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Open 16 bit video file (proprietary format) with OpenCV

asked 2016-02-15 11:53:48 -0600

androgenus gravatar image

updated 2016-12-15 12:31:03 -0600

I would very much like to import in OpenCV a video file which is in a proprietary format - from a Xenics-Gobi infrared camera - file extension *.xvi.

The file is a 16 bit video format and with the image processing program that came with the camera i can export frames as 16 bit png frames that contain thermal information.

Would it be possible somehow to open the video files in OpenCV and process the frames?

Thank you for your time.

I've just found out how the .xvi file is structured:

The first 1024 bytes of an .XVI file is reserved for header information. After this block of 1kb you have raw frame data in the following format: Pixel(x,y) = block[ x+(y*width) ] Where each pixel is represented by an integer scaled up to the nearest CPU representation. For example, if the bit size is 12, you will get a 16bit integer. For bit sizes larger than 16 you will get a 32 bit integer, followed by a 64 bit representation (and so on ...) Note: All integers used are in Intel byte order.

Maybe with the above information someone could help me import the file in openCV (python code).

Thank you again

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is there any chance, you can access the video from your proprietary api ? once you have a pixel buffer, and image dimensions, it's a breeze to make a cv::Mat from that.

berak gravatar imageberak ( 2016-02-15 12:04:42 -0600 )edit

Hi and thank you for the answer. The SDK/API costs a lot like 1000 eur and have not bought it with the camera (stupid mistake). So looking now for some shortcut maybe someone here has used a xenics infrared camera with opencv?

androgenus gravatar imageandrogenus ( 2016-02-16 06:03:58 -0600 )edit

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answered 2016-12-15 21:19:25 -0600

Tetragramm gravatar image

That's pretty easy. Read in the header and keep or discard as you like. Then create a buffer and read the data in from the file.

ushort* ptr = new ushort[width*height];
file.read((uchar*)ptr, width*height*sizeof(ushort));

Then use the Mat constructor

Mat(height, width, CV_16U, ptr);

Remember to delete the buffer when you're done with it. The Mat won't automatically take care of it.

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Thank you for your answer. Thats great! Now have to figure out how to do it in Python.

androgenus gravatar imageandrogenus ( 2016-12-17 08:51:24 -0600 )edit

I think you just use numpy.fromfile to read the data, then the numpy array is transparent with OpenCV. I don't use python for very much so I'm not sure about that.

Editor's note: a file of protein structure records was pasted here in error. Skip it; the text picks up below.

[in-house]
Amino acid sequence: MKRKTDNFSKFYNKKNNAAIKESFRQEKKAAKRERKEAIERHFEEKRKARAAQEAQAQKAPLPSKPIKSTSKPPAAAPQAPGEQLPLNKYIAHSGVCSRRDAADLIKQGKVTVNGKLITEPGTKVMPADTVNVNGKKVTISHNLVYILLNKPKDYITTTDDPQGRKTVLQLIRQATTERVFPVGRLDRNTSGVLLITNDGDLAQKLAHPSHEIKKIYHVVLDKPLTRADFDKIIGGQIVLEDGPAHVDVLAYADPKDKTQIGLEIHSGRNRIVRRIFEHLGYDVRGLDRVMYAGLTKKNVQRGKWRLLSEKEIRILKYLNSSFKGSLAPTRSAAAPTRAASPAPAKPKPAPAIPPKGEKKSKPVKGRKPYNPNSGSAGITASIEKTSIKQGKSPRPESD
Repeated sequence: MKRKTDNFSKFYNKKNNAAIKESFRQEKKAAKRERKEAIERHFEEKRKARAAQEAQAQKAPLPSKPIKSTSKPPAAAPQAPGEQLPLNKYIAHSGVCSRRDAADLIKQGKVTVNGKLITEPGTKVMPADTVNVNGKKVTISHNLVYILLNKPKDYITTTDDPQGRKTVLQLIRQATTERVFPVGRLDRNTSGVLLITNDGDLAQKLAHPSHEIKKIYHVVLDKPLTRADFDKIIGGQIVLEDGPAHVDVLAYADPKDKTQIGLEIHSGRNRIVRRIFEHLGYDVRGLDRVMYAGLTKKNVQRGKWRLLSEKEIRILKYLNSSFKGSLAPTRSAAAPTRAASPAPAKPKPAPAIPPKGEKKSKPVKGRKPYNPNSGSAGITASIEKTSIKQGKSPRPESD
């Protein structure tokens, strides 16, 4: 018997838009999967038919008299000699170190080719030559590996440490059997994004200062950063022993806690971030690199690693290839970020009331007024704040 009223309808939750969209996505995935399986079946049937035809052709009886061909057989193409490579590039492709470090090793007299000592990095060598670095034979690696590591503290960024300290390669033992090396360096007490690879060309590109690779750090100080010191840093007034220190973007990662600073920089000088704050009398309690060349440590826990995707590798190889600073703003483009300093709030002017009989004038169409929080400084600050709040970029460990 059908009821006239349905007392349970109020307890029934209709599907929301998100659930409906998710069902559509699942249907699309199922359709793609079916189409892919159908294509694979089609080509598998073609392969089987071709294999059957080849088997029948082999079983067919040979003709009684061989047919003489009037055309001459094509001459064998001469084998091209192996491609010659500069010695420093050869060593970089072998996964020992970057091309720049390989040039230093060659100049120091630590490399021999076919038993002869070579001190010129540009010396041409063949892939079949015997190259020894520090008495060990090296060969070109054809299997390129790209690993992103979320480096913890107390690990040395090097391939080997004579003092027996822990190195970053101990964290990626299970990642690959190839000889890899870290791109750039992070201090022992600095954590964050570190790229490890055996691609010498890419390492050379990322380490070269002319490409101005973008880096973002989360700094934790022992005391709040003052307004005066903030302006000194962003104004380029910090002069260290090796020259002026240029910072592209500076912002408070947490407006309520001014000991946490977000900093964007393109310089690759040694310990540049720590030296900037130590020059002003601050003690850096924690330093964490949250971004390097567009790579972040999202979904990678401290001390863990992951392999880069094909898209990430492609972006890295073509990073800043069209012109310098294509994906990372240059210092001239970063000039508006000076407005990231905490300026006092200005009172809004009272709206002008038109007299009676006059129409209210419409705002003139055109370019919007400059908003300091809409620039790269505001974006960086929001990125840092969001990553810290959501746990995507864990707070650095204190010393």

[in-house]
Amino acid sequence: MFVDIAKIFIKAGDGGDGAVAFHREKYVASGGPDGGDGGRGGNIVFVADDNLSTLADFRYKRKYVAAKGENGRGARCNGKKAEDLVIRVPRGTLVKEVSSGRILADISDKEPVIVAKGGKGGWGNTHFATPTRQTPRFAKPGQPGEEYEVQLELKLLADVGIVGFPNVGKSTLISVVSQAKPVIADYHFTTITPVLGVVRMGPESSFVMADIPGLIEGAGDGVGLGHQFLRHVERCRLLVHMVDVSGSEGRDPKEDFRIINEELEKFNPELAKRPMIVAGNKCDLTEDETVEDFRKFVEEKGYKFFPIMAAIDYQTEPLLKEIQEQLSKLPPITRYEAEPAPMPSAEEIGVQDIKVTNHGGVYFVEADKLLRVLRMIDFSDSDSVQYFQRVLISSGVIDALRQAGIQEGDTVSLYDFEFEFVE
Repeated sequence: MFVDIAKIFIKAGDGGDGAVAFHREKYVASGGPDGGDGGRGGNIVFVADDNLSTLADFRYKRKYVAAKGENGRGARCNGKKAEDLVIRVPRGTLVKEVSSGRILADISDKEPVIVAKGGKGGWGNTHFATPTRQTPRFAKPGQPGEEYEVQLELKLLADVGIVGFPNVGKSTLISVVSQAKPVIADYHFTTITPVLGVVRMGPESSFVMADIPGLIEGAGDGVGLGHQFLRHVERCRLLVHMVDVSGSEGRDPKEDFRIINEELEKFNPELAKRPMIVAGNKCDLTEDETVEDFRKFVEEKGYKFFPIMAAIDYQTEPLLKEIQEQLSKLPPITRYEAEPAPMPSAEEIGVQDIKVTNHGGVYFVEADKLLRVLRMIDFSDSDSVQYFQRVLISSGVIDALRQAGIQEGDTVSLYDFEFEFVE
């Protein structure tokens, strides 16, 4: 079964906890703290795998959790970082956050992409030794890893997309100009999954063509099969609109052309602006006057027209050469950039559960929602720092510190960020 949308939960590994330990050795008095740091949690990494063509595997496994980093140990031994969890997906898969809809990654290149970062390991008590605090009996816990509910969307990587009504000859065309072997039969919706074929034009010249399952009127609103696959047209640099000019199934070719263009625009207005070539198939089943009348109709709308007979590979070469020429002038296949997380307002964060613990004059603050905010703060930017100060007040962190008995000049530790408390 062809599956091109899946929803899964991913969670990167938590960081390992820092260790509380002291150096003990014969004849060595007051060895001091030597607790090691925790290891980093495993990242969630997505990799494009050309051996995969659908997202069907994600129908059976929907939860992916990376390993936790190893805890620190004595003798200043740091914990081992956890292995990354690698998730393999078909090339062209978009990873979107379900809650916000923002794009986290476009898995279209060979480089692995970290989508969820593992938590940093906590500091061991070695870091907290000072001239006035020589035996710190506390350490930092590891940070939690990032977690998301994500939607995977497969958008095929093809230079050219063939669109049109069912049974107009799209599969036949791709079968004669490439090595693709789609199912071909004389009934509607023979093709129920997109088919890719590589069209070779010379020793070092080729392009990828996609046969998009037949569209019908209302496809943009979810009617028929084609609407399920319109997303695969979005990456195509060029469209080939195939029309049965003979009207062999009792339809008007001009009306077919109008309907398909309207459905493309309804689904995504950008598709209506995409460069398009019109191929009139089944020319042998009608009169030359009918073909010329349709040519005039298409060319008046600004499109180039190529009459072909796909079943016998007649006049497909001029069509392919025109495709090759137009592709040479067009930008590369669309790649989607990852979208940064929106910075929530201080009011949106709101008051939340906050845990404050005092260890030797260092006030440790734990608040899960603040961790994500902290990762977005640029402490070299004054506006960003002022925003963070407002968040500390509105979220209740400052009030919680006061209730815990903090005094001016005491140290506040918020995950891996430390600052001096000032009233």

Tetragramm gravatar imageTetragramm ( 2016-12-17 11:47:32 -0600 )edit
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answered 2017-01-05 12:56:49 -0600

androgenus gravatar image

I've managed to write a code in Python that can extract the frames from the .xvi file (as Tetragramm suggested in C#). It's strange that the first frame seems to be discarded or there's something else in the first 640x480x2 bytes after the videofile header (which is 1024 bytes). It also seems that each frame has a 32 byte header.

import cv2
import numpy as np
import matplotlib.pyplot as plt

#read the data from the file
with open('filename.xvi', 'rb') as infile:
    #choose the frame number to extract
    n=51
    infile.seek(1024+(32+640*480*2)*n)
    #read frame bytes into buffer
    buf = infile.read(640*480*2)

#use numpy to construct an array from the bytes
x = np.frombuffer(buf, dtype='uint16').reshape(480, 640)
#visualize extracted frame
plt.figimage(x, cmap='gray_r', vmin=np.min(x), vmax=np.max(x))
plt.show()

As you can see from the code I've visualized the frame (16bit depth array) with matplotlib. I cannot understand why when trying to visualize with opencv like in the code below it gives me an error (img_data = None). Maybe someone could help? Does opencv have a problem opening 16 bit greyscale images? If someone could help, here is a link to a small .xvi file with 81 frames (32 Mb) https://drive.google.com/file/d/0BzQd...

x = np.frombuffer(buf, dtype='uint16').reshape(480, 640)
img_data = cv2.imdecode(x,2)

Thank you for your help.

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Hello, I am also working with an IR Xenics camera, did you manage to open the video? I am interested in. Kind regards

Corona gravatar imageCorona ( 2017-05-30 06:54:55 -0600 )edit
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Asked: 2016-02-15 11:53:48 -0600

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Last updated: Jan 05